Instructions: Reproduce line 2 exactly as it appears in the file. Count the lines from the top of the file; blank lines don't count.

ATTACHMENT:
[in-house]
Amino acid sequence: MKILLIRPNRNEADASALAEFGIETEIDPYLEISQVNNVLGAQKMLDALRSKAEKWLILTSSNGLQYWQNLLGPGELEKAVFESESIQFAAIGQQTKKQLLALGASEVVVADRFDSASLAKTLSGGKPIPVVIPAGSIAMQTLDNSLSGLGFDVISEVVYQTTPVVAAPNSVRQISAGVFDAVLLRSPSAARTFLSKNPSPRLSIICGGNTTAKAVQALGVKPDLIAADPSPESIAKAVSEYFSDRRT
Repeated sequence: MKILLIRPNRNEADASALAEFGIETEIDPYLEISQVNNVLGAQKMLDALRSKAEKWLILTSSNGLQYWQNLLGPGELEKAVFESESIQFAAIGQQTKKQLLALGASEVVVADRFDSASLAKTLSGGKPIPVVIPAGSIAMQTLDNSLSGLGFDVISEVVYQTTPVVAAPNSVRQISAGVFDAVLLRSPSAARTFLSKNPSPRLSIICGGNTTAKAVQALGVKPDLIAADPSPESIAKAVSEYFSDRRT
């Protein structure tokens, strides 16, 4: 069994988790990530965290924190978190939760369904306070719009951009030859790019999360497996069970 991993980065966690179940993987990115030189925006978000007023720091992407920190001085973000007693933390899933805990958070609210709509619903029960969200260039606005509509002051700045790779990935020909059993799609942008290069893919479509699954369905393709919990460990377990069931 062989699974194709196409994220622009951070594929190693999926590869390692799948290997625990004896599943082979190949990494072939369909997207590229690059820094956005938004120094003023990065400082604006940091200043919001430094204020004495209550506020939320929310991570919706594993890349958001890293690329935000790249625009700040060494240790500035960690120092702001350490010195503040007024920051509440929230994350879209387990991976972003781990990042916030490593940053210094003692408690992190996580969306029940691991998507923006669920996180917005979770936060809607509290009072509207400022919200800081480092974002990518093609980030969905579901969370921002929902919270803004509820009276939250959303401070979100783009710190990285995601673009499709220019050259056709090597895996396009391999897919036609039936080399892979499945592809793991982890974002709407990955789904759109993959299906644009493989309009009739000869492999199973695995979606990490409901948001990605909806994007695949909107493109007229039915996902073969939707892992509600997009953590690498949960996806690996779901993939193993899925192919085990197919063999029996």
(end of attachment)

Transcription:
Amino acid sequence: MKILLIRPNRNEADASALAEFGIETEIDPYLEISQVNNVLGAQKMLDALRSKAEKWLILTSSNGLQYWQNLLGPGELEKAVFESESIQFAAIGQQTKKQLLALGASEVVVADRFDSASLAKTLSGGKPIPVVIPAGSIAMQTLDNSLSGLGFDVISEVVYQTTPVVAAPNSVRQISAGVFDAVLLRSPSAARTFLSKNPSPRLSIICGGNTTAKAVQALGVKPDLIAADPSPESIAKAVSEYFSDRRT